Succession is widely regarded as the most significant issue facing law firms at present. Senior partners are often embroiled in problems surrounding cash-flow management, cyber security and PI renewals, but what should perhaps take greater priority is the need to find a solution to this conundrum.
Prepared for Brexit but not retirement
The majority of leaders in small and medium-sized legal service firms came out of the recession relatively unscathed and seem optimistic and prepared for, as much as anyone can be, the looming impacts of BREXIT, but real problems lie in the lack of preparation for their own retirement, often unaware that the fix to this rests in their own hands.
An old saying that still applies
The saying that the best managers make themselves redundant shouldn’t be regarded as a concern, but more of a mantra for the owners of law organisations by creating more time to commit to valuing-adding activities and business development. More significantly, it demonstrates an aptitude that the business can function without them. Having such an ability is valuable, but accomplishing it requires a culture born from respect and transparency across roles and activities – both fee-earning or in support and finance teams.
Showing it works in all environments and all teams
Our team at Menzies work in an advisory capacity with numerous law firms in instilling this form of working environment, which most have found extremely beneficial. However, it is important to note that implementation isn’t a process that can be readily applied a month before any imminent retirement; instead a more gradual approach planned well in advance is key.
The rationale is that firms must add a level of succession planning through changing behaviours and encouraging staff to rise to the challenge. Ensuring all of those within the firm have the knowledge of how they can progress their own careers from their current positions will provide mutual benefit. This transparency is vital and can occasionally include some challenging discussions on both sides.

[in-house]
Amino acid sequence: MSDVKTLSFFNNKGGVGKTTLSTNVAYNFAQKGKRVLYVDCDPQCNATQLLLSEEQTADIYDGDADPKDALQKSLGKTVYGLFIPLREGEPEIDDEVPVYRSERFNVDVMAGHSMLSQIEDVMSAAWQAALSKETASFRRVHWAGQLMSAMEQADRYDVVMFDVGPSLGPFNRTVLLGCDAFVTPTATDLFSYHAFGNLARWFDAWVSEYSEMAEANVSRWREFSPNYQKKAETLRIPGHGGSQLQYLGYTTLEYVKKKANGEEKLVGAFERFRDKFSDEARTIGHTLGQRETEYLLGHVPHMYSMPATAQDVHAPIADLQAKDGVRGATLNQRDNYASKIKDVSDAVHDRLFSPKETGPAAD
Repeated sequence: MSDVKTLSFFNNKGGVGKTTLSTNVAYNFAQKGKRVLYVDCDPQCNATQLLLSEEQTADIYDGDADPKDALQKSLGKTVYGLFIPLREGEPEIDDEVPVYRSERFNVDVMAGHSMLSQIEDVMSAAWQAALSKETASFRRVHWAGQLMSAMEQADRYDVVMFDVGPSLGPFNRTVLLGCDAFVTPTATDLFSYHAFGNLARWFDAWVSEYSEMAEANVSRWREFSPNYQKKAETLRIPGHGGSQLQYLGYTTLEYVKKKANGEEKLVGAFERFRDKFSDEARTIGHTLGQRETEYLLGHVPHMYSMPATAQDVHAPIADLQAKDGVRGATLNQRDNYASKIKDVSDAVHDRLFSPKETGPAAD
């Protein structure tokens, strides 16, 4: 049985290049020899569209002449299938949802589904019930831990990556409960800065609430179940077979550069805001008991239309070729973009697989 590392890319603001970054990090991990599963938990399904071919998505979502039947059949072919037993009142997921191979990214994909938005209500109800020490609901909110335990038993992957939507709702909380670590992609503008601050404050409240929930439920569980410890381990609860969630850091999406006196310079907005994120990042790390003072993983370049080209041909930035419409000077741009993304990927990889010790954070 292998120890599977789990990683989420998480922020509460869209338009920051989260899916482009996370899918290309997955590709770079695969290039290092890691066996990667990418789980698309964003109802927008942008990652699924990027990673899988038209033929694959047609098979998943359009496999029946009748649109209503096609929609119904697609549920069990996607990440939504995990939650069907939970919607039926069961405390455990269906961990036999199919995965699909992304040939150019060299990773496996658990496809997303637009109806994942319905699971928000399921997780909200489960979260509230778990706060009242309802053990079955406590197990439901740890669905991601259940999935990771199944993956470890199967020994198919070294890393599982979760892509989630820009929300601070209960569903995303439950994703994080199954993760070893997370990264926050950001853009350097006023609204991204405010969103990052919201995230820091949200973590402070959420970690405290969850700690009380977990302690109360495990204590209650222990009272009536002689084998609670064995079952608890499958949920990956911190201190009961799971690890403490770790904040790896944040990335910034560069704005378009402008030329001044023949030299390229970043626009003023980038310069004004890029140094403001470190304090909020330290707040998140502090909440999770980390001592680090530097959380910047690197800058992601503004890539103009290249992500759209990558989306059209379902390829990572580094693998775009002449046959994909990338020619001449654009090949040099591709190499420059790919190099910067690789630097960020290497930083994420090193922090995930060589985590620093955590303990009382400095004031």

Full service practices
In many practices, collaboration between teams and service lines will provide learning opportunities for future managers in terms of gaining first-hand knowledge about cross-team and cross-line-of-service ops. Successful partnerships on client projects will hopefully make internal strategies easier and more efficient, increasing the understanding that clients are the basis of the firms’ mission.
To the benefit of all senior-level stakeholders, these relationships become stronger, which enhances the ’capital value’ of the firm. Soon thereafter, senior and managing partners should realise the link between efficiency of teams and the size of their retirement pot.
Looking for progression
Both senior stakeholders and talent coming through the business will want to recognise the opportunities for progression. In order to encourage their successors perhaps sooner than they would have expected, current senior and practice managers may have to hand out equity share. However, as long as the gifted individuals are engaged and inspired to generate further profit, the slightly reduced share of a larger pie is logical and financially beneficial in short and longer term.
Falling short for talented individuals
Failing to engage with talented individuals is to disregard your own succession solution. This will not transpire immediately, but in a practice that you have worked tirelessly to develop, to actually have an image of your end goal and a strategy to attain value must surely be a worthwhile ambition that will leave a positive legacy.
The solution to succession
The solution to your firm’s succession conundrum is in the building and on the payroll. Senior and practice managers just need the vision to identify this and the strategic awareness to lead the firm, both with and without them, to a prosperous future.